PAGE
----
The situation of street children in Brazil has gained worldwide attention. They are mainly from poor families who continue to sleep under newspapers and eat garbage. They live most of their time on the street and are often vulnerable to violence, drugs, malnutrition and disease.
According to the federal government of Brazil, there are two hundred thousand street children. There are doubts about the bona fide number of street children exist in Brazil, as the term itself needs a better definition. The figures are sometimes grossly exaggerated. It seems as if the elite and government agencies have washed their hands from these national grievances.
Street children are categorized into four groups:
1.Live on streets but no contact with family – These children do not work and often use drugs. At nights they, sleep in the open, homeless, unloved and without a blanket.
2.Partially abandoned and live on streets – Unemployment and drug use is common among these children but they do have some contact with their families.
3.”Children of the closed latch” – Even though they roam the streets, they try to sustain a connection with their families. They prefer to stay away from work and doing drugs is not in their books.
4.Work on the street – These types of children are on the streets doing petty jobs like washing car windows, polishing shoes and selling candy. They stay away from drugs and their main motive of working is to support their families.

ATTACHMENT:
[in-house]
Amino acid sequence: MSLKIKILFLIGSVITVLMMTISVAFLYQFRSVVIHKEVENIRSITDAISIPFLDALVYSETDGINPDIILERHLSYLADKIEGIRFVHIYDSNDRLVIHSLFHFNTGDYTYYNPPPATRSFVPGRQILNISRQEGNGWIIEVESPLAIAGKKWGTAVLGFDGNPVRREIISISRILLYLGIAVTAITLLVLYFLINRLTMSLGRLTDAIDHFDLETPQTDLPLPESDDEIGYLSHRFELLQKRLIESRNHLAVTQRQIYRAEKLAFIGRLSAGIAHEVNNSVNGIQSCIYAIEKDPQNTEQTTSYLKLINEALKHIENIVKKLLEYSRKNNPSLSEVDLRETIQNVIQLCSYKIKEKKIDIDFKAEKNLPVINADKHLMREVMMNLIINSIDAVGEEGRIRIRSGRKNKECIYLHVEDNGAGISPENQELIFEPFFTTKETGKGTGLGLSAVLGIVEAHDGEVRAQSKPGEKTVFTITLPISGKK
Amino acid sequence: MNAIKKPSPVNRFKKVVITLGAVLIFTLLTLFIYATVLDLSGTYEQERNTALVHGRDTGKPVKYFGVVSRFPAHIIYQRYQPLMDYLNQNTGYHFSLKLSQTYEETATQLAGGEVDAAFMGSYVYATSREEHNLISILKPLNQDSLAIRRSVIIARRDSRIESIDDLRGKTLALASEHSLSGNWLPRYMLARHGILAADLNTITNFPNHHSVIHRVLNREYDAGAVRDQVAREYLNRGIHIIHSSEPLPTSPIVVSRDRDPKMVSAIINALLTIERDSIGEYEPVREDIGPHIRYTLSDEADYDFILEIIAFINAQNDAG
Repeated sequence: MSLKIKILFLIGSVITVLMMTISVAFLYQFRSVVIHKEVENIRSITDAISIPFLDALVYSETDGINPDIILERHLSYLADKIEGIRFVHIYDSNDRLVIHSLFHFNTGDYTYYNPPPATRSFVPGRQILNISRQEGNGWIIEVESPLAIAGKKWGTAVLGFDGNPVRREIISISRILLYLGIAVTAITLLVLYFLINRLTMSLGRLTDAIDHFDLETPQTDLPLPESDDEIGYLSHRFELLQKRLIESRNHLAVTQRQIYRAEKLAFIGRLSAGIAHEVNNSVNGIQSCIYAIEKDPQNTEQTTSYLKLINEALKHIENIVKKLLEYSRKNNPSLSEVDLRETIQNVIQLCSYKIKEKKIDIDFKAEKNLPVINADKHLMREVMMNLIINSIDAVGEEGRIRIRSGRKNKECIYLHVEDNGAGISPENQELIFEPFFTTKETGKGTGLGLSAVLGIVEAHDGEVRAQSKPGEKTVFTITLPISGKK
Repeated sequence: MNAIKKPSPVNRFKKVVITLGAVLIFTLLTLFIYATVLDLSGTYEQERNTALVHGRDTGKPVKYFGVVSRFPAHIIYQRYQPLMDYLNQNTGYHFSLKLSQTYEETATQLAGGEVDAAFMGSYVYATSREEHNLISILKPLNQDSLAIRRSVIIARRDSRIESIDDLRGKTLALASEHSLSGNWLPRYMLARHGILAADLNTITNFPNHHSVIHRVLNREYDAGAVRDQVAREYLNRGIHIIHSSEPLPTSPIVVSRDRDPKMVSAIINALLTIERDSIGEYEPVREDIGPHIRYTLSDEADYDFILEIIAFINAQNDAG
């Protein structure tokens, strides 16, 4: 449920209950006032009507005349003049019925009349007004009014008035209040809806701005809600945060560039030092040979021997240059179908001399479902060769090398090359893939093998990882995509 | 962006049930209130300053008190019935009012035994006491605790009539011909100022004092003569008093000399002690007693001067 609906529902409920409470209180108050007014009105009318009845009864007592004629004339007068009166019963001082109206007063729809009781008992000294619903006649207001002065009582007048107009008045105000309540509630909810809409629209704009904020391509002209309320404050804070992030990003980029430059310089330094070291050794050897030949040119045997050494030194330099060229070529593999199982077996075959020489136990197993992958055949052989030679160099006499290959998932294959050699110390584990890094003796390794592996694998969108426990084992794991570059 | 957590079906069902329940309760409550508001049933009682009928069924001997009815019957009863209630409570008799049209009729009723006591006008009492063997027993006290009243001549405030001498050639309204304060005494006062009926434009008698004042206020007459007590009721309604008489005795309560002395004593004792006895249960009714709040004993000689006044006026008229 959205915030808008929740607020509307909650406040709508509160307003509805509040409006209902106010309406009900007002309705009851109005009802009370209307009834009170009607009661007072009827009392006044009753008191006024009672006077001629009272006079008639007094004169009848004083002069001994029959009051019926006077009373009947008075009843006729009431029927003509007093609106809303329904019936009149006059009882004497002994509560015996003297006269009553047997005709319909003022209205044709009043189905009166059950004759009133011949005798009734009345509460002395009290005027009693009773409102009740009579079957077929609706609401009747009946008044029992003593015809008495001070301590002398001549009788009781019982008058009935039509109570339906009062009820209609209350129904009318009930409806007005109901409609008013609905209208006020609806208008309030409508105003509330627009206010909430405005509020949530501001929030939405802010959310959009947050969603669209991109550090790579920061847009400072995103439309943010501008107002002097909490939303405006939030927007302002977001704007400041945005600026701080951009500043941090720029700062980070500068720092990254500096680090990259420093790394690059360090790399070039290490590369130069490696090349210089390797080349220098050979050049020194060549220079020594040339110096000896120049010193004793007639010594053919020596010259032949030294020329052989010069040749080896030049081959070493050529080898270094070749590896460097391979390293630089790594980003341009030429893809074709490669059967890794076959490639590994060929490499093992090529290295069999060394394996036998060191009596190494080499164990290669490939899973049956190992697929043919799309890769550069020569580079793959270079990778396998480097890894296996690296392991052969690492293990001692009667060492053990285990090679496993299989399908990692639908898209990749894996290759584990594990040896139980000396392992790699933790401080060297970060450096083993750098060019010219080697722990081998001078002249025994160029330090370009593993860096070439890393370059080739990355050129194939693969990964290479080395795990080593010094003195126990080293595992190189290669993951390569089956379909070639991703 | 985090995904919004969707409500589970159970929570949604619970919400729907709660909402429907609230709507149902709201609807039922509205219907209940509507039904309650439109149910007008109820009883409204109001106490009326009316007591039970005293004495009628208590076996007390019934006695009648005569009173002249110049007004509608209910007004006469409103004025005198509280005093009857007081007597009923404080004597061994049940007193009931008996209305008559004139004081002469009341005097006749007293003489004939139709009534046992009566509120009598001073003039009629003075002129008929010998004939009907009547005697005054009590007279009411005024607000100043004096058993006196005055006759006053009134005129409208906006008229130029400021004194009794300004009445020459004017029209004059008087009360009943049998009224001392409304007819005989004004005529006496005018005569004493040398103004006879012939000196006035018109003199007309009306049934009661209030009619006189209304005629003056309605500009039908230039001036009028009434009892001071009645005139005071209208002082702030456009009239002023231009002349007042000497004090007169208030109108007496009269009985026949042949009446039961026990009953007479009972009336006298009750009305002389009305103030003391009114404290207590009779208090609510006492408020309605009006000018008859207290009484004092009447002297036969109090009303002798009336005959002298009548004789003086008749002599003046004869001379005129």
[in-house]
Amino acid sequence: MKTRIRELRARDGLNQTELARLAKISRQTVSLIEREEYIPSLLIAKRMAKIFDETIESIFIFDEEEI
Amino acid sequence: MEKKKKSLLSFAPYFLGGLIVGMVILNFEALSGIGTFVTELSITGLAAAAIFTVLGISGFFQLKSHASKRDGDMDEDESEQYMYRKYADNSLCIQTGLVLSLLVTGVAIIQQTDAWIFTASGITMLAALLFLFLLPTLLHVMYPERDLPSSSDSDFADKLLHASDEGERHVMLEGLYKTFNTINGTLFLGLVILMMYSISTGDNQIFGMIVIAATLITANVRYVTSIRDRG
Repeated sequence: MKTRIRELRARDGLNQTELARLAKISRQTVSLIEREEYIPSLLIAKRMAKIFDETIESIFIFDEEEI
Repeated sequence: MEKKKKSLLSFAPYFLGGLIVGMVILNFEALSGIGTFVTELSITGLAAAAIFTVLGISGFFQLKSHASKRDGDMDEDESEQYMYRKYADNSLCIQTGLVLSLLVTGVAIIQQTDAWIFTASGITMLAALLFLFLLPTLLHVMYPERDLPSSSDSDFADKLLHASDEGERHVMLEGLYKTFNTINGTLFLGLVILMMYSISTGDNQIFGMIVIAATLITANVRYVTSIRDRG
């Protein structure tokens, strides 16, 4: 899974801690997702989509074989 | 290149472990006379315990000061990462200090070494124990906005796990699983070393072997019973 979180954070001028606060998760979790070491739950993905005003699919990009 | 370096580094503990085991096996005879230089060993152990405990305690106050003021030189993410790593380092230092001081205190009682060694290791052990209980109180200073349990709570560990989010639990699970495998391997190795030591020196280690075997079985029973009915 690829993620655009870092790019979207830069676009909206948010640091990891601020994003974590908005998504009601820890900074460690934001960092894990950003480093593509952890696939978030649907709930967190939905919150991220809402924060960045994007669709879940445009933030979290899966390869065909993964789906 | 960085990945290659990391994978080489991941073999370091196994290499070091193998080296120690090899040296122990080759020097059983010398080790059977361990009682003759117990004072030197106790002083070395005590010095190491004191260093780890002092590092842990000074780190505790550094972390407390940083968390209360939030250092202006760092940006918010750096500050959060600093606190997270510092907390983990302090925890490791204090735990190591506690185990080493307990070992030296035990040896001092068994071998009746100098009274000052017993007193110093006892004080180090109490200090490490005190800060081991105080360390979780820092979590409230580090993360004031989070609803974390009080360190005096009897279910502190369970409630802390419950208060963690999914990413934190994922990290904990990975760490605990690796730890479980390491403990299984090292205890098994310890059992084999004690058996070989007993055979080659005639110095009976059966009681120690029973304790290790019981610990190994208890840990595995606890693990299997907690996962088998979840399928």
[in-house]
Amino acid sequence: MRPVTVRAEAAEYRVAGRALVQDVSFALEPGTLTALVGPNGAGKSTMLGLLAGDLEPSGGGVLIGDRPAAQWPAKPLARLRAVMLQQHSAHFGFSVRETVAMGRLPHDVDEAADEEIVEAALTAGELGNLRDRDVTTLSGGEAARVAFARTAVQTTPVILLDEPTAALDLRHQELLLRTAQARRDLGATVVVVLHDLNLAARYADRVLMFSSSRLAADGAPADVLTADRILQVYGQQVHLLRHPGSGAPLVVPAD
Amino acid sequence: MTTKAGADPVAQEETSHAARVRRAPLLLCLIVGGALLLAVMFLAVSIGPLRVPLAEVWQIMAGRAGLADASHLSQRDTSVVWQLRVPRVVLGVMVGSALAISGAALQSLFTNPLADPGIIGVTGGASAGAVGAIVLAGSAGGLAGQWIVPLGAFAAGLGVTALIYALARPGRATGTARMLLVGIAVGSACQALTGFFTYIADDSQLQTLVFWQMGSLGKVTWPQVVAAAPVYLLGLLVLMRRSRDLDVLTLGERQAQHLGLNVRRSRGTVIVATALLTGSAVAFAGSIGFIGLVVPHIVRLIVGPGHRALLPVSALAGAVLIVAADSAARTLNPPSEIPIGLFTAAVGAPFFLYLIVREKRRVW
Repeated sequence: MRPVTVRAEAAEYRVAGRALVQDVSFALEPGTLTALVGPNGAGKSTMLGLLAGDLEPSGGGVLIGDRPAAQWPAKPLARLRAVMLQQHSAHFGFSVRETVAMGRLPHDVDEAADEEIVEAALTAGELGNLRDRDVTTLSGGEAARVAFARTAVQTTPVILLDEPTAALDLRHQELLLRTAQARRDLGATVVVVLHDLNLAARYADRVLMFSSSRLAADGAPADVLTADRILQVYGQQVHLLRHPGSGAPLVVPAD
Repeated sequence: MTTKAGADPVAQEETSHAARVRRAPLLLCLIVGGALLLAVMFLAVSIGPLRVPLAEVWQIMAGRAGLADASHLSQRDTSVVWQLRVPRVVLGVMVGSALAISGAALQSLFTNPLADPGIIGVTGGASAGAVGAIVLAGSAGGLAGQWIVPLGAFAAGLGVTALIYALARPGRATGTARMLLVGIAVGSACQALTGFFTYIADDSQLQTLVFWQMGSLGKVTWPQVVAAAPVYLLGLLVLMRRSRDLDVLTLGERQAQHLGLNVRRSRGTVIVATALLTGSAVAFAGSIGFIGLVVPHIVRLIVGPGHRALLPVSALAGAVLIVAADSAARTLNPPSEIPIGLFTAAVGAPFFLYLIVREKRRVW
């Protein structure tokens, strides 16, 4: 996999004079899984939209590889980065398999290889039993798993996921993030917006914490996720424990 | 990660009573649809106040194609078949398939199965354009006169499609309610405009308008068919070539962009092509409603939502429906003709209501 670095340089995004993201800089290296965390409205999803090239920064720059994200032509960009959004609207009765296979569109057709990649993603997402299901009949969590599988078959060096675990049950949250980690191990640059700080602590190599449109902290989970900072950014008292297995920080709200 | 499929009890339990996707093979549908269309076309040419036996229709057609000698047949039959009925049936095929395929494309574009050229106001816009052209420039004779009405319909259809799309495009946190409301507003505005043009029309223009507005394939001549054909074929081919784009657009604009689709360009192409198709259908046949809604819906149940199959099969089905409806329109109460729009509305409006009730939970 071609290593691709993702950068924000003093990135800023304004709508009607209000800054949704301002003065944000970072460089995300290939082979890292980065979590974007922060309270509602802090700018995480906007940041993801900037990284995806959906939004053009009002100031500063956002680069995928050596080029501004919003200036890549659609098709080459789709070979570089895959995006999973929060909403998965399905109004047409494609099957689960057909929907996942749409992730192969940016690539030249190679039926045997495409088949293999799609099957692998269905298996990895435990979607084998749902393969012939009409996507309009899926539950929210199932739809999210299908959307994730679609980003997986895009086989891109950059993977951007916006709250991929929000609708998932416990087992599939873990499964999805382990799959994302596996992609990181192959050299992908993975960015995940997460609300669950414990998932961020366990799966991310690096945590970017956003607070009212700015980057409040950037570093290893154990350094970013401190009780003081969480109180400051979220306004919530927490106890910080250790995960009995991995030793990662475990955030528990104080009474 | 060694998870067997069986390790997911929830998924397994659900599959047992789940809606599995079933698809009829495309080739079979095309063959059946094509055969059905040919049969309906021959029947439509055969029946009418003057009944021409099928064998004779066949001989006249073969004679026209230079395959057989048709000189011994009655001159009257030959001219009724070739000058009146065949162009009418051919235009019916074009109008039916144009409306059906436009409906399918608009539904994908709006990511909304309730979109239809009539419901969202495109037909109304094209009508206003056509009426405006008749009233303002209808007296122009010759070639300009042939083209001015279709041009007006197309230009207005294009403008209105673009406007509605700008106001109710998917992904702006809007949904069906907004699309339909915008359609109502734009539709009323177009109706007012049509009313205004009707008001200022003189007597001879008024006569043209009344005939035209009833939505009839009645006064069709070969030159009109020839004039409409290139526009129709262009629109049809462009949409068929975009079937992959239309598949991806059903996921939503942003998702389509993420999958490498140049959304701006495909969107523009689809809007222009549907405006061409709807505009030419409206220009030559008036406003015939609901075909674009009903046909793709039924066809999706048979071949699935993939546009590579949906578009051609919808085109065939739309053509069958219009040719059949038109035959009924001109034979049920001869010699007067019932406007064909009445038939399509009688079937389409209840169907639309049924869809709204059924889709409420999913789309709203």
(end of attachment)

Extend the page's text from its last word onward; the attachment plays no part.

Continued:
The cause of the problem
The problem of street children has its roots in economic and communal system. The lack of stability in family life is the main reason for a child taking to the streets. Street children have experienced domestic violence at the hands of their parents. They turn to the streets as an answer to escape. The child realizes that he cannot trust their parents and no other authority figure. They soon start drugs which to them is a mental escape; a strategy to survive. Most street children are not deserted by their families. Rather, they leave home to escape abuse, poverty or the simple authority of parents. The boy / girl ratio can get to be as high as nine boys for every girl. Since boys are stronger, they are out on the streets while the girls stay at home.
The use of psychotropic, licit and illicit drugs among street children from all Brazilian capitals have reached dramatic proportions. Not only in terms of percentage, but also in terms of intensity of use, unparalleled in other segments of the population.
Often the police lack the qualification and preparation to deal with the problem of street children. Therefore, abuse and violence occur frequently causing a negative image to the police force.
Where do we fit in?
There must be an answer to the problem of street children at risk. It is painful to say this, but while we sleep peacefully in our soft bed, there are children sleeping in the square, with their bellies growling from hunger. And this is not poetry! This is a grave offense, it’s sloppy and a crime. Every child must have shelter, food, education and care.